Stroke is the 5th leading cause of death in the United States, and nearly 8 million Americans report it as their
primary reason for disability. For many with hemiparesis caused by their stroke, existing rehabilitative therapies
have failed to deliver sustained improvements in functional recovery. These therapies either focus on only the
impaired limb or rely on training tasks with little resemblance to activities of daily living. Emerging research
suggests that bilateral training may provide improvements beyond unilateral training alone, but the mechanisms
underlying these benefits remain unknown. Therefore, the objective of this proposal is to determine the motor
control and neuromuscular mechanisms responsible for bilateral coordinated reaching in stroke. To do this, we
have developed a rehabilitation platform that uses virtual reality and exoskeleton technologies to provide the
task and environmental constraints necessary to increase the use of the paretic limb in chronic stroke survivors.
Our preliminary results in healthy controls and 4 stroke participants show that our system can change both the
kinematic and neuromuscular control of upper extremity reaching. Our overarching hypothesis is that hemiplegic
stroke participants respond these novel task and environmental constraints by adopting an optimal reaching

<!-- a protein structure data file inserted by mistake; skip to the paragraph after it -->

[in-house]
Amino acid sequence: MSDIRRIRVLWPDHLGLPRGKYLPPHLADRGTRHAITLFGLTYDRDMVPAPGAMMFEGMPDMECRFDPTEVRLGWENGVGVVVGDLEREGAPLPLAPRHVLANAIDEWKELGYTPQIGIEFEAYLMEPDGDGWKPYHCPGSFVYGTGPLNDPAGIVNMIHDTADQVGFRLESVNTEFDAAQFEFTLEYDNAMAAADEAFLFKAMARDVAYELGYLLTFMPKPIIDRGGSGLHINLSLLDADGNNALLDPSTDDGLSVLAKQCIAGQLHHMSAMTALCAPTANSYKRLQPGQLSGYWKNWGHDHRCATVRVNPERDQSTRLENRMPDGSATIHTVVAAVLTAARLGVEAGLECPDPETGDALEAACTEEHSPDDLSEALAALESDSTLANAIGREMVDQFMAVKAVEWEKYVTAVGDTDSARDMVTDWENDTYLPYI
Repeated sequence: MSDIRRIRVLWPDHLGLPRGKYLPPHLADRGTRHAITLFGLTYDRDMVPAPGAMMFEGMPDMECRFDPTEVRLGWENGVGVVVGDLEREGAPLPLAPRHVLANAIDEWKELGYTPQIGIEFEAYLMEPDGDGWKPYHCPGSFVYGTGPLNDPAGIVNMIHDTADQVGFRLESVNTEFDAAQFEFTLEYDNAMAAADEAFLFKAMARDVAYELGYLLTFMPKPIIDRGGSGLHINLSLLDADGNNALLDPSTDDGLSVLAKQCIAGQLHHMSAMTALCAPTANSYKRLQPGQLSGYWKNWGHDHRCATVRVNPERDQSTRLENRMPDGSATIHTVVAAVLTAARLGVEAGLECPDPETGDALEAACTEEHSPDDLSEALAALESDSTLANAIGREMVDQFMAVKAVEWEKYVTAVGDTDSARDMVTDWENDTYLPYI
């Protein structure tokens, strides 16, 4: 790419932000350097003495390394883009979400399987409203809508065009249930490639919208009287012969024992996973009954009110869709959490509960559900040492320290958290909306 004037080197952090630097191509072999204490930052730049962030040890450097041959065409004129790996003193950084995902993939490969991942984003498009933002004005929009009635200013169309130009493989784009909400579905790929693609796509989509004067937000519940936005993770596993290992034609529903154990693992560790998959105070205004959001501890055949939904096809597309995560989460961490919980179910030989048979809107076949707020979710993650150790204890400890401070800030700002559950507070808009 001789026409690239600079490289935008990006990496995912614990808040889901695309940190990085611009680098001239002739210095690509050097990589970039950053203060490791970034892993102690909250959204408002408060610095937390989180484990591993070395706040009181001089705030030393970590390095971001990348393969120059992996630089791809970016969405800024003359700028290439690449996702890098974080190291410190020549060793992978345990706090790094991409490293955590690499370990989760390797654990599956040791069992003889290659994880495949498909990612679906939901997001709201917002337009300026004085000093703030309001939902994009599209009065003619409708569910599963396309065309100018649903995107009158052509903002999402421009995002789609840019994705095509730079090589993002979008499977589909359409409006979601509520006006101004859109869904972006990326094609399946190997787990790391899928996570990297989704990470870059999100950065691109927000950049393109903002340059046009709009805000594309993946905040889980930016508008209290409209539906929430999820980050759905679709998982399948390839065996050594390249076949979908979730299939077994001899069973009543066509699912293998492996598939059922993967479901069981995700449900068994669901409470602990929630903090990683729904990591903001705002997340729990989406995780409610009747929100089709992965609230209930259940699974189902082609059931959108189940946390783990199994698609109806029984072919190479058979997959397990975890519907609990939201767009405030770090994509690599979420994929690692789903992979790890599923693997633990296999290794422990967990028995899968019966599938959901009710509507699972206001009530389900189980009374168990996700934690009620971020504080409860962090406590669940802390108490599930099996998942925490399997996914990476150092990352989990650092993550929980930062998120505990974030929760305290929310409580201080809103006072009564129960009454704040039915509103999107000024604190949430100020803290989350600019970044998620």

strategy that manifests as systematic changes in impaired arm displacement and muscle activity. Specifically, in
Aim 1 we will explore the tradeoff between arm displacement and muscle activity during a bimanual reaching
task and in Aim 2, we will establish a neuromuscular mechanism of impaired limb recruitment during this task.
Specifically, we use an advanced electromyographical technique to measure coactivation of homologous muscle
pairs. Together, these two Aims will identify the kinematic and neuromuscular mechanisms responsible for
functional changes in bilateral coordination in chronic stroke survivors. The proposed research is supported by
a well-established mentorship team the spans clinical neurology, rehabilitation sciences, and biomedical
engineering. The work will be carried out in a unique collaboration between Georgetown University, the MedStar
National Rehabilitation Hospital, and The Catholic University of America. These institutions are perfectly
integrated to provide the clinical, technical, and intellectual environment needed to complete the proposed work.
Training will include mentored clinical experience with acute and chronic stroke survivors and train the applicant
in advanced engineering approaches to stroke rehabilitation. Finally, the training plan is designed to transition
the applicant into an independent research career focused on exploring the next generation of technological
solutions to therapeutic challenges.